Tester kicks-off subcommittee with push for rural health care solutions

Chairing panel on government efficiency, Senator questions VA on hiring of medical professionals

(U.S. SENATE) – Senator Jon Tester, a steadfast advocate for rural America, opened his new Governmental Affairs subcommittee today by holding federal agencies accountable for providing better health care in rural parts of the country like Montana.

Tester took charge of the panel – which is dedicated to improving government efficiency and effectiveness – earlier this year. He used his first hearing as an opportunity to make sure officials at the Department of Veterans Affairs are meeting their highly publicized goal of hiring 1,600 new mental health professionals.

“We need to address chronic health care workforce shortages in rural communities and in agencies like the VA,” Tester told Dr. Robert Petzel, the VA’s top health official. “The VA made a commitment to hire 1,600 new mental health clinicians and 300 support staff. Where are we on those hirings?”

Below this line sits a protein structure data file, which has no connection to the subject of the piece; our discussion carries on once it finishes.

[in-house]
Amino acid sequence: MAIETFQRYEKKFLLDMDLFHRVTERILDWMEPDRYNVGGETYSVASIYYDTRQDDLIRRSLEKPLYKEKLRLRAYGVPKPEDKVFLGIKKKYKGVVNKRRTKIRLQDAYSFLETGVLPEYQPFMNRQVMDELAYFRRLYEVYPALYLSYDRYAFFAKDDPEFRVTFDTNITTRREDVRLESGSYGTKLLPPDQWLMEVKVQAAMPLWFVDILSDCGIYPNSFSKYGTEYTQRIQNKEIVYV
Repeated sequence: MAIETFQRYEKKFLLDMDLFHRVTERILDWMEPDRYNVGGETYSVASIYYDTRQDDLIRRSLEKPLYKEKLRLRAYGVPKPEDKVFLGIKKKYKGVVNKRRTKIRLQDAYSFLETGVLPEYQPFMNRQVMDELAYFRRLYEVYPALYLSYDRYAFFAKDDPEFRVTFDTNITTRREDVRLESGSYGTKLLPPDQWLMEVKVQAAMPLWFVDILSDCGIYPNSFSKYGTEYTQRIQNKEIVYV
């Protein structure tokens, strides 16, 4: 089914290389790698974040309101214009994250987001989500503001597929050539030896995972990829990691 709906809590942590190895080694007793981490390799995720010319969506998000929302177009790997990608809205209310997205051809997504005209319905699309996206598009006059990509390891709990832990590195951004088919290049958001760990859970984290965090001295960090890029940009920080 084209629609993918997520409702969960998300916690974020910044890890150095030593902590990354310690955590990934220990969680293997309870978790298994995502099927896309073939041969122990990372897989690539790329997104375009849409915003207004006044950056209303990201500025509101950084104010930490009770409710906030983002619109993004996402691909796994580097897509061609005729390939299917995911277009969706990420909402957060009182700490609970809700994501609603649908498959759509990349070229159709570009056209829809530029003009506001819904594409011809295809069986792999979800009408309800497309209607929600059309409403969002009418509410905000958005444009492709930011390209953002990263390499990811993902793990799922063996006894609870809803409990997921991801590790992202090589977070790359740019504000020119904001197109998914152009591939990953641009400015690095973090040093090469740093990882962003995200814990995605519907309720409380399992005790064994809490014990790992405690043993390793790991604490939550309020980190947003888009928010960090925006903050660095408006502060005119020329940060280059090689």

Petzel told Tester that more than 1,300 mental health clinicians had been hired and that the department is close to meeting its overall hiring goal. He also highlighted the benefits of telehealth in reaching rural veterans – an option Tester has long supported.

Tester also pushed hearing witnesses, which included officials from the Department of Health and Human Services and the Indian Health Service (IHS), to update him on their efforts to improve collaboration and information sharing so that rural Americans can get needed medical services closer to home.

“In many cases, you’re serving the same group of people,” noted Tester, who helped get the VA and IHS on the same page in Montana. “Do you have the flexibility you need to collaborate and get folks the help they need?”

Tester’s panel also heard testimony from Matt Kuntz, the Executive Director of the National Alliance on Mental Health in Montana. Kuntz told Tester that telehealth is a “valuable” tool for rural veterans and spoke of the need to find more ways to increase the retention of medical professionals in rural areas.

Today’s hearing is the first in a series of actions Tester plans to take to not only improve rural health care, but also to make sure taxpayers dollars are spent wisely by improving government efficiency and effectiveness at all levels. He recently highlighted how agency collaboration will be key to saving taxpayer money and improving government services.

Video of Tester’s hering is available online HERE.